What court do I file my petition?
Under RCW 9A.44.142, you must file your petition to remove your registration requirement in superior court.
You must file your petition in the superior court in the county in which you were convicted of the registrable offense.
If your conviction took place outside Washington or in federal, military, or tribal court, you must file in the county in which you are currently registered.
Example #1: Your conviction is for rape in the second degree out of Whatcom County Superior Court but you now live in Vancouver. You must return to Whatcom County to file your motion to remove your registration.
Example #2: You were convicted of child molestation when you were living in Florida. Now you live in Tacoma. You don't have any sex offenses in Washington State. You must file your petition in Pierce County Superior Court.
You cannot file your motion in a district or municipal court, or your petition will be automatically denied and you will have to start all over again.
Do I have to vacate my sex offense to remove my registration requirement
You are eligible to file a petition to remove your registration requirement once enough have time has passed. Your eligibility has nothing to do with removing your conviction.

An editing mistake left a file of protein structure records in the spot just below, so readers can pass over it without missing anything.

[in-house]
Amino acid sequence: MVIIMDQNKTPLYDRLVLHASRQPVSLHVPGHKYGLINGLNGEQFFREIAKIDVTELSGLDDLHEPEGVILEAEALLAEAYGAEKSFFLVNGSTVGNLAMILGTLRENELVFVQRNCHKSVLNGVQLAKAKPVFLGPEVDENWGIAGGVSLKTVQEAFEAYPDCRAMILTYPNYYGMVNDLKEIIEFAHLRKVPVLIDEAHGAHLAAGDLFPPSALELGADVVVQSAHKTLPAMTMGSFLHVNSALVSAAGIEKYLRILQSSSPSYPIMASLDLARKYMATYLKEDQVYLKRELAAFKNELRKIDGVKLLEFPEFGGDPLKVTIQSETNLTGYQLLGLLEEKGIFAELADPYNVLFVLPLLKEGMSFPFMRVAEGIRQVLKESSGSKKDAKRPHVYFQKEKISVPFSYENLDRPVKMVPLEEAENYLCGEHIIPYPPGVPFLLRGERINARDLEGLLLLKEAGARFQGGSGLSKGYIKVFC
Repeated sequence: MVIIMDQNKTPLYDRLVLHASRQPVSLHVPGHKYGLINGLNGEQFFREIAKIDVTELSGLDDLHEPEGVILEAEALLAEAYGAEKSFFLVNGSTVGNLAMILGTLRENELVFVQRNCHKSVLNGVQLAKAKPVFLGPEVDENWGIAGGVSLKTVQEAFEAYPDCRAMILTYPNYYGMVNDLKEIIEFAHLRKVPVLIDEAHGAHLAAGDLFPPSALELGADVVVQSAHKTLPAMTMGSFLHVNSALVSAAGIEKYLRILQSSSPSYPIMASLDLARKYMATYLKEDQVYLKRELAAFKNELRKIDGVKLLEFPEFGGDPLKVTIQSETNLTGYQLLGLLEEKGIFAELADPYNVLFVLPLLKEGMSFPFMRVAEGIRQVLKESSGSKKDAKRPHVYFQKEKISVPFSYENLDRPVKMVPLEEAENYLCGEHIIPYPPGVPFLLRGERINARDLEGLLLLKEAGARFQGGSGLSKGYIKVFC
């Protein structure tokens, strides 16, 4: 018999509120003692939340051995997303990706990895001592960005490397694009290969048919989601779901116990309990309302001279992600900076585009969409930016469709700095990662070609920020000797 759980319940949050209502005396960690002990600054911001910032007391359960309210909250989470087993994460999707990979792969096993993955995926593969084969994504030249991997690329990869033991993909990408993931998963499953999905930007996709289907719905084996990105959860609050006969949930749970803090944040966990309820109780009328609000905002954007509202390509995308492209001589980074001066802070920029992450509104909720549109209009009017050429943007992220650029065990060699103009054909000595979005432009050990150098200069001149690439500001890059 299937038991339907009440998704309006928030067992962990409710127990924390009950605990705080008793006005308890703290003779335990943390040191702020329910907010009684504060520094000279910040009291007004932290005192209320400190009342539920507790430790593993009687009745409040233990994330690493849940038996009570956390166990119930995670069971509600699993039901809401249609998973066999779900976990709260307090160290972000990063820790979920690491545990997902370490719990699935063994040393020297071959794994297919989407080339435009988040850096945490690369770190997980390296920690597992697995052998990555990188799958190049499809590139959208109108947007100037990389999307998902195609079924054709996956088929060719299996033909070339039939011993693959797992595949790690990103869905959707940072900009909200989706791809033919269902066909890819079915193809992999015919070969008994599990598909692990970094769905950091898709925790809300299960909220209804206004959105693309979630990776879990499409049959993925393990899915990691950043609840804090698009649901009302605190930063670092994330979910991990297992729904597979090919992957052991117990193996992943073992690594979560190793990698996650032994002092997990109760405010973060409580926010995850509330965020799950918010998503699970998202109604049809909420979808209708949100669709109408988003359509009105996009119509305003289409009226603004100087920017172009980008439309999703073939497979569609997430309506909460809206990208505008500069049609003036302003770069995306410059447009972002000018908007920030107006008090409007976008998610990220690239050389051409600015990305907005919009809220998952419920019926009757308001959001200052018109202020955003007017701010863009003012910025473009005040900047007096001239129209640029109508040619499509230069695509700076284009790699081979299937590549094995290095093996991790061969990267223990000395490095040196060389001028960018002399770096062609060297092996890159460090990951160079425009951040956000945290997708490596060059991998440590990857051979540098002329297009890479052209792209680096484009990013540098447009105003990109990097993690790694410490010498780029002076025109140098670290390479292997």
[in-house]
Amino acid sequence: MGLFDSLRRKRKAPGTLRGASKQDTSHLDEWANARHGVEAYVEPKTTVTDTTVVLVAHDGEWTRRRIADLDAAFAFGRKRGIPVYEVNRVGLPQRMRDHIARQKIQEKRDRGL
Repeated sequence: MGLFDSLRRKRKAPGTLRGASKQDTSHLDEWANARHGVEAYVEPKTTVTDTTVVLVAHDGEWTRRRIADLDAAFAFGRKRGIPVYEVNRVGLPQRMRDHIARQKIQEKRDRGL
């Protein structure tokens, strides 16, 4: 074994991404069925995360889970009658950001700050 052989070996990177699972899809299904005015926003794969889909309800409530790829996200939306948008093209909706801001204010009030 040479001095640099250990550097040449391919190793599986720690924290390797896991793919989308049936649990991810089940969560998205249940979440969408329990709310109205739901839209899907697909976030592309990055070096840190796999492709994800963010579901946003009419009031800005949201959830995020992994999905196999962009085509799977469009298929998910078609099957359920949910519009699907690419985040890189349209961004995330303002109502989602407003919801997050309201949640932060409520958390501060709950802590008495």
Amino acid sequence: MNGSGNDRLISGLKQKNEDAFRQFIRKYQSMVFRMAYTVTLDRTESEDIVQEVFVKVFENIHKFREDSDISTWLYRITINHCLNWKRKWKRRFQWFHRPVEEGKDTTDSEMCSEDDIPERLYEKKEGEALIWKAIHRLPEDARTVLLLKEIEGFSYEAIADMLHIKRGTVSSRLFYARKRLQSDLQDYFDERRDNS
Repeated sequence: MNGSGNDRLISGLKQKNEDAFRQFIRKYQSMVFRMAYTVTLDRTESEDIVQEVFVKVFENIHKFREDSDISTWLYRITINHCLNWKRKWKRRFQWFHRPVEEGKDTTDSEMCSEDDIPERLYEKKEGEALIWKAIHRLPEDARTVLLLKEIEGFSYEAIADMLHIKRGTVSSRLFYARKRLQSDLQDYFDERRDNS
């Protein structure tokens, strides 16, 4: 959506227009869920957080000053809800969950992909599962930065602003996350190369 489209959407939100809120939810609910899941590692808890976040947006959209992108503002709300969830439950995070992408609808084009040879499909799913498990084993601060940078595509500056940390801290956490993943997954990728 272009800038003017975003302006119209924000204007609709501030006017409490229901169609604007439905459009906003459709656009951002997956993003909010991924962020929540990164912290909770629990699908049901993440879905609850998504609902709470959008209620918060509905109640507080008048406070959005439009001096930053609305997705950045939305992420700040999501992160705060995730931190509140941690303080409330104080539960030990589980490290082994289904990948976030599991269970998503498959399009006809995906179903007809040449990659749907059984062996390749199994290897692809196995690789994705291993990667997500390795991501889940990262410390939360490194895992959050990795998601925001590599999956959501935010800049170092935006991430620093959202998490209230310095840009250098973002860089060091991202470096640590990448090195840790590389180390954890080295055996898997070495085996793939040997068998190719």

In most cases, you cannot ever remove a sex offense from your record.
The court denied my petition. Can I appeal?
You can appeal the trial court's ruling to the Court of Appeals. You must file an appeal within 30 days of the judge's decision.
An appeal is not a second trial. You do not get to present additional evidence or call additional witnesses. Furthermore, the issue on appeal is not whether the appellate judges would have granted your petition had they heard the case. The standard on appeal is whether the trial judge committed abuse of discretion.
Abuse of discretion occurs when the trial judge applied the wrong legal standard or decided the case on irrelevant or inappropriate facts. Or the judge's ruling did not have any factual support in the record.
Similarly, the State can appeal if the trial court grants your petition and terminates your duty to register.
Will the victim know I'm seeking to terminate my registration?
Very likely yes.
You are required to notify the prosecutor when you file a motion to remove your sex offender registration. Upon receiving the motion, the prosecutors are required to make “reasonable efforts” to locate the victim of the crime, either by phone, mail, or email.
This doesn't necessarily mean the victim will appear in court and object, but there's always that possibility. And you should assume that the victim will be objecting—probably strongly objecting—to your petition.
Do I have to pay a court fee to file a petition to terminate my registration?
The court does not assess a filing fee for petitions to remove sex offender registration in Washington.